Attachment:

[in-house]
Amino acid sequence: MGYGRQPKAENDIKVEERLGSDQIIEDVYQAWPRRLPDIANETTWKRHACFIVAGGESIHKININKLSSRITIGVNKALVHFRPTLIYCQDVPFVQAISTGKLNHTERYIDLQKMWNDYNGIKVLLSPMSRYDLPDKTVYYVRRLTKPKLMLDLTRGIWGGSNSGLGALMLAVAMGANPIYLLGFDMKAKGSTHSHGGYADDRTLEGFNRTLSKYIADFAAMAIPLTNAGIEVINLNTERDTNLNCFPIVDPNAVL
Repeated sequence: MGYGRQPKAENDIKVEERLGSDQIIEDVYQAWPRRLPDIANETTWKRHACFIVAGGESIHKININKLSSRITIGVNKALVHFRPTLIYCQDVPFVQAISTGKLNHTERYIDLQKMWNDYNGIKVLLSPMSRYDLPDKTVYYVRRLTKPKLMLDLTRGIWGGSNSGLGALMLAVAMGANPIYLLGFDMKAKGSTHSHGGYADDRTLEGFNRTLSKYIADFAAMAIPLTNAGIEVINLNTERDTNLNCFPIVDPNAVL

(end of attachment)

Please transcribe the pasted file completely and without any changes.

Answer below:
[in-house]
Amino acid sequence: MGYGRQPKAENDIKVEERLGSDQIIEDVYQAWPRRLPDIANETTWKRHACFIVAGGESIHKININKLSSRITIGVNKALVHFRPTLIYCQDVPFVQAISTGKLNHTERYIDLQKMWNDYNGIKVLLSPMSRYDLPDKTVYYVRRLTKPKLMLDLTRGIWGGSNSGLGALMLAVAMGANPIYLLGFDMKAKGSTHSHGGYADDRTLEGFNRTLSKYIADFAAMAIPLTNAGIEVINLNTERDTNLNCFPIVDPNAVL
Repeated sequence: MGYGRQPKAENDIKVEERLGSDQIIEDVYQAWPRRLPDIANETTWKRHACFIVAGGESIHKININKLSSRITIGVNKALVHFRPTLIYCQDVPFVQAISTGKLNHTERYIDLQKMWNDYNGIKVLLSPMSRYDLPDKTVYYVRRLTKPKLMLDLTRGIWGGSNSGLGALMLAVAMGANPIYLLGFDMKAKGSTHSHGGYADDRTLEGFNRTLSKYIADFAAMAIPLTNAGIEVINLNTERDTNLNCFPIVDPNAVL